Normal was Never Enough: Children of Incarcerated Parents

Guest blog by Joel Van Kuiken and Cole Williams, Delta Project Co-Founders

Half of the nearly 2 million people incarcerated in the United States are parents of children who are under the age of 18. This means on any given day 2.7 million children have a parent serving time in prison or jail, and more than 5.2 million have had an incarcerated parent at some point during their lives.

There are many children in West Michigan searching for their locked-up fathers and mothers. For young men, the consequences of a fatherless community can ultimately lead to a continuing cycle of incarcerated fathers, a troubling phenomenon that disproportionately impacts Brown and Black citizens. 

Incarcerated teenage dads are routinely separated from their children, and they typically aren’t receiving the support they need to help them even understand what healthy manhood, let alone fatherhood, requires. In fact, kids with cross-system involvement are rarely even asked if they are parents. Many of their needs are going unmet. 

When young men in our community are lacking access to the parental guidance and nurturing they need to model healthy behavior, it’s no wonder they end up looking for affirmation elsewhere. And it should be no surprise that these children — many of whom are dealing with mental health issues and generational trauma — often find their way into the juvenile justice system.

The Delta Project is working locally to increase support for young, incarcerated fathers through their Young Father’s Initiative, Y-FI for short. Using an evidence-based curriculum developed by Cole Williams called Son to a Father, students learn parenting skills and the importance of being present in their children’s lives. The program is available for students in the juvenile detention center, the county jail, and on probation. It’s an attempt to get further upstream of an ongoing gap that is exacerbating negative outcomes in our community.

Eighteen-year-old Dowan Mansfield Jr. is one young man who is benefiting from the Y-FI program. Last spring he discovered that his girlfriend was pregnant. To provide for her and their soon-to-be-born baby he went to the streets to try to make some money. He was subsequently arrested and placed in juvenile detention. His son was born two months later without him.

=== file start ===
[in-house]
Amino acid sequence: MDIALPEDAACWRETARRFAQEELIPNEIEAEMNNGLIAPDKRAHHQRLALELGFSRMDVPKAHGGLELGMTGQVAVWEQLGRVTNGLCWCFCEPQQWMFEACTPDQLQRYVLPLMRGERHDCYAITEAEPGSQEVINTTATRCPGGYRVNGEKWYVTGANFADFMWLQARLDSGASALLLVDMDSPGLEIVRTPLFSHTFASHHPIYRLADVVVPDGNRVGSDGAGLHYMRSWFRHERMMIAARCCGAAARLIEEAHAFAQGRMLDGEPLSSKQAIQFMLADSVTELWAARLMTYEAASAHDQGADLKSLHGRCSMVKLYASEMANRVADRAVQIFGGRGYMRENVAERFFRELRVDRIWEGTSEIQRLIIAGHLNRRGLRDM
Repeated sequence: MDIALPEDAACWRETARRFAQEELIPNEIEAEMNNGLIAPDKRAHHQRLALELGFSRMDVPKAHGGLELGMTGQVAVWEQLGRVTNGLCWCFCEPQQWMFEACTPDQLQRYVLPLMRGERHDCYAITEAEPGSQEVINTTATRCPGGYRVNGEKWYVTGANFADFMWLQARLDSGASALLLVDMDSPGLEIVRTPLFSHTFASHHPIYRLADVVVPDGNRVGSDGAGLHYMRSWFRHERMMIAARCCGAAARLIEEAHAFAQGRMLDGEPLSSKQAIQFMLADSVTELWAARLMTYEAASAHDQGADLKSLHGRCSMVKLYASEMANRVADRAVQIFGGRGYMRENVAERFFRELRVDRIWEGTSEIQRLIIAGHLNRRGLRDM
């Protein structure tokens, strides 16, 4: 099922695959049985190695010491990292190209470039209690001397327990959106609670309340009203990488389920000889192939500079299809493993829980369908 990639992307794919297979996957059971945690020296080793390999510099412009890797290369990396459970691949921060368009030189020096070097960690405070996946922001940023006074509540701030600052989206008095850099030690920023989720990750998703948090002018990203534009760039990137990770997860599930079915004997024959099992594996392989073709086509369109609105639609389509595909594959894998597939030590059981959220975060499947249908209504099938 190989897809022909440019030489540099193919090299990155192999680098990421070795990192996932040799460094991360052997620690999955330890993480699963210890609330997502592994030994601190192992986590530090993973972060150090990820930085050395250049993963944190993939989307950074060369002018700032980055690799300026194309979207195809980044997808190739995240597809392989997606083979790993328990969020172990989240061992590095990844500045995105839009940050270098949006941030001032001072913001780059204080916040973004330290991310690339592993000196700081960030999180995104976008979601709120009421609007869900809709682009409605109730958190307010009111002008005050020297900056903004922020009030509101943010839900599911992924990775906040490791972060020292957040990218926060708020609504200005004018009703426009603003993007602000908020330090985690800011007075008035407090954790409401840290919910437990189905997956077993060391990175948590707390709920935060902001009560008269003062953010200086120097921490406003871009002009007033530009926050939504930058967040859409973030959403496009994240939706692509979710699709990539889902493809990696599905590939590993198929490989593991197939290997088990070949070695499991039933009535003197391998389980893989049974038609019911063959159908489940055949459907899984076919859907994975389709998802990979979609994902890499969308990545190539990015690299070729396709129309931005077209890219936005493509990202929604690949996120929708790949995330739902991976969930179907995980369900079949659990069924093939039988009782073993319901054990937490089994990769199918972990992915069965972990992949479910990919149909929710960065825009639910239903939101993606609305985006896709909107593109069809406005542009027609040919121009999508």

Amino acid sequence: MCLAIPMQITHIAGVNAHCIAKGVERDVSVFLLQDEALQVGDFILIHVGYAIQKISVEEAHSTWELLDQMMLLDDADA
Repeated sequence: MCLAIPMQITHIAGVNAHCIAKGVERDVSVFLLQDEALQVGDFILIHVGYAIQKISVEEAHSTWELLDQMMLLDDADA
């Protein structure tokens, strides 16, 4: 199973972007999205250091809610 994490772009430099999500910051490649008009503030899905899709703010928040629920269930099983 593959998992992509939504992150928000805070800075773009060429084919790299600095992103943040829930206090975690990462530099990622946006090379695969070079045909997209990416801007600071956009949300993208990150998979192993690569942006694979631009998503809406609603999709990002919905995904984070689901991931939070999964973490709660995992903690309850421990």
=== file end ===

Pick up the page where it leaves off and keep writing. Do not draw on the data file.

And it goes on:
While serving for seven months, Dowan changed his mindset. He was released from detention in April and finally met his five-month-old baby. Despite the probation restrictions placed on him, he’s now going to be able to bond with his child and experience most of those tender years between birth and age five which play such a crucial role in a child’s development. 

Many incarcerated fathers in our community aren’t as fortunate as Dowan. They are missing their children’s formative, developmental years when a father’s presence is most needed. Sharing tangible moments with their developing children should be the norm. Dads shouldn’t be seen as showing up only when kids are in trouble or when they need money. 

Across this nation, there are a host of children and families involved in the juvenile justice system who do not have a voice, and feel isolated and alone. We are spending millions of dollars confining people physically — and mentally — in a system that is broken. People who have incredible potential, but people who we also expect to have the wherewithal to succeed even when the systems of support around them have failed. Are we open to hearing their voices and understanding the barriers they face? What if they are yearning to change their narrative, but the community is unable or unwilling to listen?

Generational trauma and continuing mental health issues so many Brown and Black people face are fueling an epidemic of despair and reactive behavior that is challenging the foundations of our society.

Kids who don’t have the verbiage or means to articulate what they are yearning for tend to cause disruption just to be heard. If they aren’t receiving the support they need to see how they can succeed, then we should expect the disruptions to continue.

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